Mekhalā (मेखला) refers to “girdle” and represents one of the five auspicious symbols of Nairātmā.—The Indian Museum image is the only image of this goddess [Nairātmā] which conforms to the description given in the sādhana. Here the goddess, in accordance with the Dhyāna, has a terrible appearance with canine teeth, garland of heads and three eyes rolling in anger. She stands on the corpse lying on its back, and dances in the ardhaparyaṅka attitude. Burning flames radiate from her person, and her hair rise upwards in the shape of a flame. She is decked in the five auspicious symbols, the kaṇṭhikā (torque), rucaka (bracelets), ratna (jewels), mekhalā (girdle), and bhasma (ashes) or the sūtra (sacred thread) in the form of a garland of heads. She bears the image of her sire Akṣobhya on her crown and carries the menacing kartri in the right hand. The left hand holding the kapāla is broken. The khaṭvāṅga, as usual, hangs from her left shoulder.

Source: Wisdomlib Libary: Vajrayana

Mekhalā is the name of a mahāsiddha, of which eighty-four in total are recognized in Vajrayāna (tantric buddhism). His title is “the elder severed-headed sister”. He lived somewhere between the 8th and the 12th century AD.

These mahāsiddhas (e.g., Mekhalā) are defined according to the Abhayadatta Sri (possibly Abhayākaragupta) tradition. Its textual origin traces to the 11th century caturāsiti-siddha-pravṛtti, or “the lives of the eighty-four siddhas”, of which only Tibetan translations remains. Mekhalā (and other Mahāsiddhas) are the ancient propounders of the textual tradition of tantric or Vajrayana Buddhism.

Source: OSU Press: Cakrasamvara Samadhi

Mekhalā (मेखला) refers to “(possesing) a girdle” which is used to describe Cakrasaṃvara, according to the Saṃvaramaṇḍala of Abhayākaragupta’s Niṣpannayogāvalī, p. 45 and n. 145; (Cf. Cakrasaṃvaratantra, Gray, David B., 2007).—Accordingly, [while describing the iconography of Cakrasaṃvara]: “In the Saṃvara Maṇḍala atop Mount Sumera within a vajra-canopy there is a variegated lotus, on top of that a palace, in the middle of which is the Blessed Lord, standing in ālīḍhāsana, "archer's pose", [...] possessing a naraśiromālā-śatārdha, "garland of fifty (fresh) human heads" around the neck, the ṣaṇmudrā, "six insignia", bone ornaments, which are the kaṇṭhikā, "necklace", rucaka, "bracelets", kuṇḍala, "ear-rings", mekhalā, "girdle", śiromaṇi, "crest jewel", and bhasmitiḥ, "covered in ashes", a jaṭā-makuṭa, "crest of dreadlocks", kapālamālā, "crown of (five) skulls", topped by an ardhacandra, "crescent moon", and viśvavajra, "world vajra" or "double vajra", a vikṛitānana, "fierce face", and daṃṣṭrotkaṭa, "horrible gigantic fangs".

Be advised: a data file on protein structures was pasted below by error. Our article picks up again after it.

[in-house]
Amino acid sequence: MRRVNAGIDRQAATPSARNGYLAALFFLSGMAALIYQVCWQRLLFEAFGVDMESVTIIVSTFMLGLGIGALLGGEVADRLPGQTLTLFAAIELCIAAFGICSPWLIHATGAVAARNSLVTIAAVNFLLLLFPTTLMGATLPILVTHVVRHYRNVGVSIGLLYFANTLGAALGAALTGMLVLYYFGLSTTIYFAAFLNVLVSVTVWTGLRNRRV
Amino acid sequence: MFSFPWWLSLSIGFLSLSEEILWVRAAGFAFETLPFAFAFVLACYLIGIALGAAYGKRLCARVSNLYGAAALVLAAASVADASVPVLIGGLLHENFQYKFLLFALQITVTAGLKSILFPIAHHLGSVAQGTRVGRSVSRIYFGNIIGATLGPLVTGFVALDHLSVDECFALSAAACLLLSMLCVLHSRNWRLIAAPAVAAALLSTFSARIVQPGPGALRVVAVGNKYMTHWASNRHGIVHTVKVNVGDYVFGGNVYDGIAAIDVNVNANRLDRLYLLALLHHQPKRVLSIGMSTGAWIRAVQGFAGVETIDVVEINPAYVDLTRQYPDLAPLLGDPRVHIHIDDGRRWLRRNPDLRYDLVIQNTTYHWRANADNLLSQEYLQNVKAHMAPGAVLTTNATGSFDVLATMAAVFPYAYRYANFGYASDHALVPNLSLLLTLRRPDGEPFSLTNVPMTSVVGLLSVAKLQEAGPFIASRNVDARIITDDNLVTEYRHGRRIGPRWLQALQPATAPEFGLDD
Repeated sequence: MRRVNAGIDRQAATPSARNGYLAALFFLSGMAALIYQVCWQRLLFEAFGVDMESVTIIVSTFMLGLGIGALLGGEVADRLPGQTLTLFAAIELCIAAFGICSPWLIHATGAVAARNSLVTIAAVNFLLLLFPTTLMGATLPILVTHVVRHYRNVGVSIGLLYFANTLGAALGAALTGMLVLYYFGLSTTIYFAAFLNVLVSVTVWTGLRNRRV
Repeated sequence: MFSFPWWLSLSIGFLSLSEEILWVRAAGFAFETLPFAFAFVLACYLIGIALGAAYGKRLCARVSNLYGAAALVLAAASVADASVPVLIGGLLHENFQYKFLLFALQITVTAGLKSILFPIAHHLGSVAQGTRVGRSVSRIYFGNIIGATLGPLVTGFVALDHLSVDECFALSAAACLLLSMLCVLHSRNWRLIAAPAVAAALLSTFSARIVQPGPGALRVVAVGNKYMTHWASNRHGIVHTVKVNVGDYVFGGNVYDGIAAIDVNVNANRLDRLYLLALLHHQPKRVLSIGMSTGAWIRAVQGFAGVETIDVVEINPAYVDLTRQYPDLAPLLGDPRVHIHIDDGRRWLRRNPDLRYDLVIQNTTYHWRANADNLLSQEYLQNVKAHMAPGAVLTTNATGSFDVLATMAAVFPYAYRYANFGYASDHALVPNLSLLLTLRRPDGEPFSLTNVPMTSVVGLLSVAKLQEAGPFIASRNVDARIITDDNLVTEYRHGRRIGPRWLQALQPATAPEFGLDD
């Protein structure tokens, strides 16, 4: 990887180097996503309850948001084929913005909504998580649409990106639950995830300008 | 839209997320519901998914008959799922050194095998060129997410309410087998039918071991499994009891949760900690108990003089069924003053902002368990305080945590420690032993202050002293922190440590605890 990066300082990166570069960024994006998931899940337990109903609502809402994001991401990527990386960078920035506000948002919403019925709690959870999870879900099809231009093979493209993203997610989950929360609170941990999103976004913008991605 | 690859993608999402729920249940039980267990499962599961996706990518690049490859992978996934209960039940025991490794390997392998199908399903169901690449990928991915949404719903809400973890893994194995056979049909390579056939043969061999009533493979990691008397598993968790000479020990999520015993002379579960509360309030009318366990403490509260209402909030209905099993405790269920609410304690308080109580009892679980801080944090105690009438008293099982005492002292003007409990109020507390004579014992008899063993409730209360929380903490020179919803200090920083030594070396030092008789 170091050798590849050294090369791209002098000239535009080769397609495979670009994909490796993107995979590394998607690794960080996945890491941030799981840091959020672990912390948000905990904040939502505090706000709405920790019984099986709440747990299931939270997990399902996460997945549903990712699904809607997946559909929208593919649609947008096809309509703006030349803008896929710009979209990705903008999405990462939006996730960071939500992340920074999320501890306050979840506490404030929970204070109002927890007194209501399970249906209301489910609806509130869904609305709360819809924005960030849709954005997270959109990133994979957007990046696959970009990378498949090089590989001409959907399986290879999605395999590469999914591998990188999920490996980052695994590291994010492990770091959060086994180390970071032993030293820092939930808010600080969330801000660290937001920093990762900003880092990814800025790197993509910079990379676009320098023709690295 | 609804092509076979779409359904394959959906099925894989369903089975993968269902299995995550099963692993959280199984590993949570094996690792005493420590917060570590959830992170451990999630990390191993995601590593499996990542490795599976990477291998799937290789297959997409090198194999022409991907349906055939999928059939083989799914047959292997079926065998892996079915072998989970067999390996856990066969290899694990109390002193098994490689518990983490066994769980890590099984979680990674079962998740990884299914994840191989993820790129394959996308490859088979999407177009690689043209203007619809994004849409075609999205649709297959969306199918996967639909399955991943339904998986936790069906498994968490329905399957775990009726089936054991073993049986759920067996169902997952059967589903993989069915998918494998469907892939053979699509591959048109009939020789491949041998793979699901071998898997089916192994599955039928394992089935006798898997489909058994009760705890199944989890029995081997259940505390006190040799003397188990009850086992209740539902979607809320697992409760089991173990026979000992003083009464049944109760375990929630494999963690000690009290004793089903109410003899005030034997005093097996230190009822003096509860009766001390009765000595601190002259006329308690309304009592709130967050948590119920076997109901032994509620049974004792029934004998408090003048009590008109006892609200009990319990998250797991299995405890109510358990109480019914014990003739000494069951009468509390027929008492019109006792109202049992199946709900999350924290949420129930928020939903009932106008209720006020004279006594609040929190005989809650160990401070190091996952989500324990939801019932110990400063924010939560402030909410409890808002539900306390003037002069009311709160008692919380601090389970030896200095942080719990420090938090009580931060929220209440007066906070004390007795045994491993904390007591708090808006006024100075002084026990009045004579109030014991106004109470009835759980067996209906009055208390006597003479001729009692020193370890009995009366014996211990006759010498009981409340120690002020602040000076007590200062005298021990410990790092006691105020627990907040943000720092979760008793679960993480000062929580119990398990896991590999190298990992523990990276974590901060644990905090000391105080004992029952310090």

Tibetan Buddhism book cover
context information

Tibetan Buddhism includes schools such as Nyingma, Kadampa, Kagyu and Gelug. Their primary canon of literature is divided in two broad categories: The Kangyur, which consists of Buddha’s words, and the Tengyur, which includes commentaries from various sources. Esotericism and tantra techniques (vajrayāna) are collected indepently.

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India history and geography

Source: Wisdom Library: Teachers, Saints and Sages

Mekhalā (मेखला) refers to one of the eighty-four Siddhas (Siddhācāryas) of the Sahajayāna school, according to sources such as the Varṇaratnākara of Jyotirīśvara (i.e., the Varna-Ratnakara by Jyotirishwar Thakur).—The Sahaja-Yana is a philosophical and esoteric movement of Tantric Buddhism which had enormous influence in the Indian subcontinent and the Himalayas.—Many of these Mahāsiddhas [e.g., Mekhalā] were historical figures whose lives and mystical powers were the subject of legends. They are often associated with teachings belonging to Hinduism, Buddhism, Ajivikism and Jainism such as the Nath Tradition.